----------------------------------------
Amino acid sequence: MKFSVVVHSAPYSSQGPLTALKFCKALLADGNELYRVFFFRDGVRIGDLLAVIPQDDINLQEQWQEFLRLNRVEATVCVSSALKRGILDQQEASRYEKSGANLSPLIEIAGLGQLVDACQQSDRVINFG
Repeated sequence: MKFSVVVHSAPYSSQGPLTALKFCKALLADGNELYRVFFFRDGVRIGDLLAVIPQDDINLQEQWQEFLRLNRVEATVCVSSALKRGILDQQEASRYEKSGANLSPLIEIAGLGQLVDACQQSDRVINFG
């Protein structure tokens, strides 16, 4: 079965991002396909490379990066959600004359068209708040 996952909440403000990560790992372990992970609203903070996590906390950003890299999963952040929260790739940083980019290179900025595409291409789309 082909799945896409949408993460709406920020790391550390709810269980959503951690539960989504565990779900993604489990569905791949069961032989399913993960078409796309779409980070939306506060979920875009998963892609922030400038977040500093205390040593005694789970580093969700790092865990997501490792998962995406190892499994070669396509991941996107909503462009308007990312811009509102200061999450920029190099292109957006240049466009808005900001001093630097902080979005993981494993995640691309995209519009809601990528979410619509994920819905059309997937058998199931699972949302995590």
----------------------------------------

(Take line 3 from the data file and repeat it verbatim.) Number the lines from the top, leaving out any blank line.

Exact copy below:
């Protein structure tokens, strides 16, 4: 079965991002396909490379990066959600004359068209708040 996952909440403000990560790992372990992970609203903070996590906390950003890299999963952040929260790739940083980019290179900025595409291409789309 082909799945896409949408993460709406920020790391550390709810269980959503951690539960989504565990779900993604489990569905791949069961032989399913993960078409796309779409980070939306506060979920875009998963892609922030400038977040500093205390040593005694789970580093969700790092865990997501490792998962995406190892499994070669396509991941996107909503462009308007990312811009509102200061999450920029190099292109957006240049466009808005900001001093630097902080979005993981494993995640691309995209519009809601990528979410619509994920819905059309997937058998199931699972949302995590």